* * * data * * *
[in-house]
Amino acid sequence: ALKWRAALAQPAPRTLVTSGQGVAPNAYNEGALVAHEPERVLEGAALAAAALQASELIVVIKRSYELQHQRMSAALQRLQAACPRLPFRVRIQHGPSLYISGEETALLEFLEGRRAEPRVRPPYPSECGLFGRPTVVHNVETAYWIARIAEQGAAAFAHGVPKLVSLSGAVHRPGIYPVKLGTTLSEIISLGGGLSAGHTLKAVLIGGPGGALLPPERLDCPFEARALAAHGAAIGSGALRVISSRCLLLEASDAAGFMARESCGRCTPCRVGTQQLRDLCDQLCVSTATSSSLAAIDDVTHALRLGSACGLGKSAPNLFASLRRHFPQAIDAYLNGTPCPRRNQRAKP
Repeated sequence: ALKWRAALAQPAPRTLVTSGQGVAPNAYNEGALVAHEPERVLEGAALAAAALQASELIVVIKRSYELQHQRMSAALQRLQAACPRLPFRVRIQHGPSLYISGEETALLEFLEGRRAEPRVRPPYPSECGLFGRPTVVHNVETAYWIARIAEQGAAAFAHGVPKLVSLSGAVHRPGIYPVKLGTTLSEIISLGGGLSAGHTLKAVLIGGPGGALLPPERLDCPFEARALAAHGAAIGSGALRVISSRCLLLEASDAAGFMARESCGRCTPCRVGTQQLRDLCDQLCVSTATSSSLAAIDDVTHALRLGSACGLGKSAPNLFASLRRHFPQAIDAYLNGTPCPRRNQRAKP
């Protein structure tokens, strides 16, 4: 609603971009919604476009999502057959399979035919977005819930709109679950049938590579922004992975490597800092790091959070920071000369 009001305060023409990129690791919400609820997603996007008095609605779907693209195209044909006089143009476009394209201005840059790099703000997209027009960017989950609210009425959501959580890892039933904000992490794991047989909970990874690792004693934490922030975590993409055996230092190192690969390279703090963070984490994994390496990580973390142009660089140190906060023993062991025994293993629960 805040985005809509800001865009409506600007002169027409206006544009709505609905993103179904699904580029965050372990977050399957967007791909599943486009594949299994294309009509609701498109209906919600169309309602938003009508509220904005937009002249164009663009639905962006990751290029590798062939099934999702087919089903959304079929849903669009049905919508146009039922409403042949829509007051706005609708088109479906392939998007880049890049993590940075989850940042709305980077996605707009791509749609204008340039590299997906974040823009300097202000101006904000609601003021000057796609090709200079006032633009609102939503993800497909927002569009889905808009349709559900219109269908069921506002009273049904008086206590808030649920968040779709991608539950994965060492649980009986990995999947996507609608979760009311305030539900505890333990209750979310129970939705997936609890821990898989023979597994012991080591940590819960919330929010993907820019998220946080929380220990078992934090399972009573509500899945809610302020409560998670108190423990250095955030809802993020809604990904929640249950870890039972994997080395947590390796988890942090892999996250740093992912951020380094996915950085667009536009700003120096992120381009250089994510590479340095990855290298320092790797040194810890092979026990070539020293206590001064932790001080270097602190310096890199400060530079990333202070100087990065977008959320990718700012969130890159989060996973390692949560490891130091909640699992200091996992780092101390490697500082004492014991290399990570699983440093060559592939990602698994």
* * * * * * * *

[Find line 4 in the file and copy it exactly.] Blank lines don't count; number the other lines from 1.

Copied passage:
């Protein structure tokens, strides 16, 4: 609603971009919604476009999502057959399979035919977005819930709109679950049938590579922004992975490597800092790091959070920071000369 009001305060023409990129690791919400609820997603996007008095609605779907693209195209044909006089143009476009394209201005840059790099703000997209027009960017989950609210009425959501959580890892039933904000992490794991047989909970990874690792004693934490922030975590993409055996230092190192690969390279703090963070984490994994390496990580973390142009660089140190906060023993062991025994293993629960 805040985005809509800001865009409506600007002169027409206006544009709505609905993103179904699904580029965050372990977050399957967007791909599943486009594949299994294309009509609701498109209906919600169309309602938003009508509220904005937009002249164009663009639905962006990751290029590798062939099934999702087919089903959304079929849903669009049905919508146009039922409403042949829509007051706005609708088109479906392939998007880049890049993590940075989850940042709305980077996605707009791509749609204008340039590299997906974040823009300097202000101006904000609601003021000057796609090709200079006032633009609102939503993800497909927002569009889905808009349709559900219109269908069921506002009273049904008086206590808030649920968040779709991608539950994965060492649980009986990995999947996507609608979760009311305030539900505890333990209750979310129970939705997936609890821990898989023979597994012991080591940590819960919330929010993907820019998220946080929380220990078992934090399972009573509500899945809610302020409560998670108190423990250095955030809802993020809604990904929640249950870890039972994997080395947590390796988890942090892999996250740093992912951020380094996915950085667009536009700003120096992120381009250089994510590479340095990855290298320092790797040194810890092979026990070539020293206590001064932790001080270097602190310096890199400060530079990333202070100087990065977008959320990718700012969130890159989060996973390692949560490891130091909640699992200091996992780092101390490697500082004492014991290399990570699983440093060559592939990602698994």